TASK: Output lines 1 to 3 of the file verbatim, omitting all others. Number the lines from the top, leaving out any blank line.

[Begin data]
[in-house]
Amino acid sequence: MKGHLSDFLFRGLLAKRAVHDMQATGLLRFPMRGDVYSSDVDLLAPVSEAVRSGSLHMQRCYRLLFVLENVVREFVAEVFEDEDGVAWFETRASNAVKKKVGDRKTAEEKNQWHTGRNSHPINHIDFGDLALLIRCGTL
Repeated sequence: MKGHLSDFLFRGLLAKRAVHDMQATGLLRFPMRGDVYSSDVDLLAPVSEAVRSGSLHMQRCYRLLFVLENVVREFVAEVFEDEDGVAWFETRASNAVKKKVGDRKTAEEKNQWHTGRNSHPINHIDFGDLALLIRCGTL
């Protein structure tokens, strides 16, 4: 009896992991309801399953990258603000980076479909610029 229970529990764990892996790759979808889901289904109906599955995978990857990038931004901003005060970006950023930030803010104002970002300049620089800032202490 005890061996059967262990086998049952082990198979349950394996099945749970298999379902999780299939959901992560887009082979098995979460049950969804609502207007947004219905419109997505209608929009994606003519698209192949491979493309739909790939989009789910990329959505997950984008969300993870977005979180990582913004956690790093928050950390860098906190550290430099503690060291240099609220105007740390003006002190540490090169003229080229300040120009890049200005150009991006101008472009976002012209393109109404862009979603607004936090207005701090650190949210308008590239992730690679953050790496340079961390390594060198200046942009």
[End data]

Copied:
[in-house]
Amino acid sequence: MKGHLSDFLFRGLLAKRAVHDMQATGLLRFPMRGDVYSSDVDLLAPVSEAVRSGSLHMQRCYRLLFVLENVVREFVAEVFEDEDGVAWFETRASNAVKKKVGDRKTAEEKNQWHTGRNSHPINHIDFGDLALLIRCGTL
Repeated sequence: MKGHLSDFLFRGLLAKRAVHDMQATGLLRFPMRGDVYSSDVDLLAPVSEAVRSGSLHMQRCYRLLFVLENVVREFVAEVFEDEDGVAWFETRASNAVKKKVGDRKTAEEKNQWHTGRNSHPINHIDFGDLALLIRCGTL